Adult Website Blocks North Carolina Users In Protest Over Anti-LGBT Law
The popular adult website, xHamster, is sticking up for human rights by blocking access to anyone in North Carolina who supports the state’s anti-LGBT law. This move is the latest in several such actions taken over the unpopular bill.
In a tweet sent out Monday, xHamster said it was “blacking out access for North Carolina” over the newly passed anti-LGBT House Bill 2, which forces transgender men and women to use only the restrooms corresponding to their gender at birth.
As reported by Gizmodo, XHamster is one of the world’s largest porn sites and is ranked 91st among websites worldwide. Their report also notes this is not the first time an adult site has become politically active, as both Pornhub and Redtube reportedly protested for net neutrality back in 2014, which had a positive result.
According to the xHamster Chief Marketing Officer, Alexander D. Hawkins, any users attempting to access the website from a North Carolina IP address will be asked if they support the controversial law. Hawkins said if they answer in the affirmative, they will then be blocked from entering the pornography website.
“We blacked out the access to our website because we want to draw the attention of millions of people to patterns of human rights violations,” Hawkins said. And according to Hawkins, the company plans to stand their ground in the “fight for equality.”
The company went on to point out on Twitter the “incredible hypocrisy” of North Carolina, calling the state “the land where Homophobia is law.”
Perez Hilton quotes a statement by Hawkins, which says all the talk about moral values being destroyed by porn is ridiculous, especially when checking the site’s statistics on a state-by-state basis, including North Carolina.
The porn website went on to tweet an image showing that searches for both gay and transgender content on their site are popular among North Carolina users.
As stated by the company, so far in 2016, 50,612 searches emanating from North Carolina users contained the word “gay” while 48,585 had the search keyword “shemale.”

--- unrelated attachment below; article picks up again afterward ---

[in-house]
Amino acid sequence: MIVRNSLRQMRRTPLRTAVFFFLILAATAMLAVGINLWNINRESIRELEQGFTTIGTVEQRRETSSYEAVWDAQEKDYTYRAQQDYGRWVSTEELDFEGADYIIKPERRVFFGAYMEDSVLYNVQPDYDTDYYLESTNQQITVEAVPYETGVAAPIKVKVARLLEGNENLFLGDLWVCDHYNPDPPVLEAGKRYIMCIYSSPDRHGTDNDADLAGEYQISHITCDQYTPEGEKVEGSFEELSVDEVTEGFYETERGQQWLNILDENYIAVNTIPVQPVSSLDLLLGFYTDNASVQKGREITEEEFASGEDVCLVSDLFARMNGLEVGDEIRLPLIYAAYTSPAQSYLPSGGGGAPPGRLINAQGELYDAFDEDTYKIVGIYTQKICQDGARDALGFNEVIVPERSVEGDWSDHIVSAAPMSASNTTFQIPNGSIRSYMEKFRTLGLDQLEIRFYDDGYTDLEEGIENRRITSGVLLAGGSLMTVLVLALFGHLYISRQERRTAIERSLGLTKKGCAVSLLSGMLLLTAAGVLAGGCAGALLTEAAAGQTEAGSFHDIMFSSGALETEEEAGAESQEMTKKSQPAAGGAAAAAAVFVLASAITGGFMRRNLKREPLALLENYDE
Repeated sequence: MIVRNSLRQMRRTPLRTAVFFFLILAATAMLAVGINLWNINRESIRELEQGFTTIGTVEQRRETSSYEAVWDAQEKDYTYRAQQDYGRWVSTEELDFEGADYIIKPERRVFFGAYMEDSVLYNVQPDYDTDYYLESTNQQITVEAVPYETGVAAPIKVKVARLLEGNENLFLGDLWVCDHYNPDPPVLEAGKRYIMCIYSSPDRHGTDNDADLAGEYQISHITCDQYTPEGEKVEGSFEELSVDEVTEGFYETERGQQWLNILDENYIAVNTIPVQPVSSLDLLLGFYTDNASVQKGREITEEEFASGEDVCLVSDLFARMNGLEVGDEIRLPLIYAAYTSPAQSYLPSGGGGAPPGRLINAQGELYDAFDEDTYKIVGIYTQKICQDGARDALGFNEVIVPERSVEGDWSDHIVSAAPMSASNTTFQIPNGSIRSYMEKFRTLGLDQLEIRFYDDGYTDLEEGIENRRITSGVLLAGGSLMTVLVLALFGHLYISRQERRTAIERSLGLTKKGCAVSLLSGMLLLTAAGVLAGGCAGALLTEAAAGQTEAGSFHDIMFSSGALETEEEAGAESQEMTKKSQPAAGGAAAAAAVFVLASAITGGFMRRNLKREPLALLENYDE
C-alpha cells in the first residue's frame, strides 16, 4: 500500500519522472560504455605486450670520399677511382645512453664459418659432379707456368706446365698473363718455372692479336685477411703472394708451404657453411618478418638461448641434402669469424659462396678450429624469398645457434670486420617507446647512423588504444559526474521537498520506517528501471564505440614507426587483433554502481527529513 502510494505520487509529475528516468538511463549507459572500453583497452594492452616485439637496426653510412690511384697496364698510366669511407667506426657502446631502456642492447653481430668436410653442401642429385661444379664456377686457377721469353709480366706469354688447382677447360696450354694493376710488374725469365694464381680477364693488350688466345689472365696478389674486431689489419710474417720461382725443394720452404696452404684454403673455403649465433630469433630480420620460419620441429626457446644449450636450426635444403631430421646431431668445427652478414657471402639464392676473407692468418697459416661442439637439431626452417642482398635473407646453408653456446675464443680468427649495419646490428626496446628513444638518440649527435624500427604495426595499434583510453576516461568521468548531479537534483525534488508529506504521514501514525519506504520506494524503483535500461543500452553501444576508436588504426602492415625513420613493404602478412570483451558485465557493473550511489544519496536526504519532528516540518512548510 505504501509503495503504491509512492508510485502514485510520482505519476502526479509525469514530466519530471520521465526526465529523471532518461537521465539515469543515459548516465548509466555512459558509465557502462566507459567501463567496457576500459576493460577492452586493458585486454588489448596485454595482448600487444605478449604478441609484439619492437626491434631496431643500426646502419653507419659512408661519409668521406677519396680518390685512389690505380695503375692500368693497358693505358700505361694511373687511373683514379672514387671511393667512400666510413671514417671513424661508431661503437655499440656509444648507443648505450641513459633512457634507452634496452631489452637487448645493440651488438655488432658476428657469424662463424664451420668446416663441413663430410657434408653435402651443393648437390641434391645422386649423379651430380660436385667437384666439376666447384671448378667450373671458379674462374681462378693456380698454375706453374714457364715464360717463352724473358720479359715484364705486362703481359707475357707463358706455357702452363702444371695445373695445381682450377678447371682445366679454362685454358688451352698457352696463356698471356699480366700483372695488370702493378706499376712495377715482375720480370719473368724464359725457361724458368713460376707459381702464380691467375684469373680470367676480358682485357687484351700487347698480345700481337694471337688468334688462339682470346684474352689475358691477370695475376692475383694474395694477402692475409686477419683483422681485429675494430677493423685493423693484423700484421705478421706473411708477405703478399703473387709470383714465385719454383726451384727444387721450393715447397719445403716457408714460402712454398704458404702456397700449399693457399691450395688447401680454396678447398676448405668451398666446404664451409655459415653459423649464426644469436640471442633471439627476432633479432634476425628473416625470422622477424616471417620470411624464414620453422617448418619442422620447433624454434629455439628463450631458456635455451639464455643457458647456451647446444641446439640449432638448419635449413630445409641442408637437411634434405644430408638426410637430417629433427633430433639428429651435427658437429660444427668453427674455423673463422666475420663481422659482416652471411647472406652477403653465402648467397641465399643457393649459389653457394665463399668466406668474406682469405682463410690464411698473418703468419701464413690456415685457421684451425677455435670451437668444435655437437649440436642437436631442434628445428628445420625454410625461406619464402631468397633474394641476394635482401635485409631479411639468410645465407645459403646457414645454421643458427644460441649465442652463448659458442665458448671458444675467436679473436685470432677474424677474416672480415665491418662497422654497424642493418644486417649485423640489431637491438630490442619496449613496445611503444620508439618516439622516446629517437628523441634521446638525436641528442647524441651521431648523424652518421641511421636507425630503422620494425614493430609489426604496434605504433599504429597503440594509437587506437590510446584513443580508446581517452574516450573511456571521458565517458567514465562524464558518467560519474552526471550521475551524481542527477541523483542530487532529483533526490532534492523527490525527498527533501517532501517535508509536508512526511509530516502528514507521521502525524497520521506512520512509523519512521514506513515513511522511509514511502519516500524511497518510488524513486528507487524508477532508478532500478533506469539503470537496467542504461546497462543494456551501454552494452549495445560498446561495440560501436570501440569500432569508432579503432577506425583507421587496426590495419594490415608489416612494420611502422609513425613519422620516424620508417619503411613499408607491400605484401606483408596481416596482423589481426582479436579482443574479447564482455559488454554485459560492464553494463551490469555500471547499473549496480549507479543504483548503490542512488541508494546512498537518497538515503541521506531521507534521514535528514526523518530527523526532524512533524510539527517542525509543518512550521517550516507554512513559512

— xHamster (@xhamstercom) April 11, 2016
Hawkins did say they are not aiming at banning access to xHamster for North Carolinians forever, but that “democracy must be built through open societies that share information.”
“We managed to draw the attention of millions of people across the globe and we are glad that our voice has been heard across the globe.”
According to Hawkins, xHamster has a simple take on the whole issue, and that is, “Make love and watch porn!”
In related news on The Inquisitr:
- North Carolina Congressman Rips Into Bruce Springsteen For Canceling Gig
- Joel McHale Supports LGBT Community, Opposes North Carolina’s Anti-Gay Law With Generous Donation
- Bruce Springsteen Cancels North Carolina Concert Over Anti-LGBT Law
The anti-LGBT House Bill 2 has been defended by lawmakers in North Carolina, stating the sweeping law defends religious liberty. However, opponents insist the new law turns against the LGBT population in that state.
The action taken by xHamster is the latest of several to penalize the state of North Carolina in the wake of the anti-LGBT bill, passed into law by Governor Pat McCrory on March 23.
Porn Site ‘XHamster’ Blocks Access To NC Users Over ‘Anti-LGBT’ Legislation https://t.co/bB1O7WIMef
— Business News (@businessnewz_) April 12, 2016
As reported by USA Today last week, on hearing of the new legislation, PayPal announced the cancellation of its planned $3.6 million PayPal operations center for North Carolina.
Reportedly, several local and state governments have now banned non-essential employee travel to North Carolina and as reported by the Inquisitr, Bruce Springsteen canceled a concert in North Carolina in protest against the new law.
According to EW, Billy Ray Cyrus has recently spoken out on Facebook about the anti-LGBT laws in Mississippi and North Carolina, saying he would “feel negligent not to speak up.”
[Photo protest in Charlotte, N.C. via Flickr by James Willamor, cropped & resized/CC BY-SA 2.0]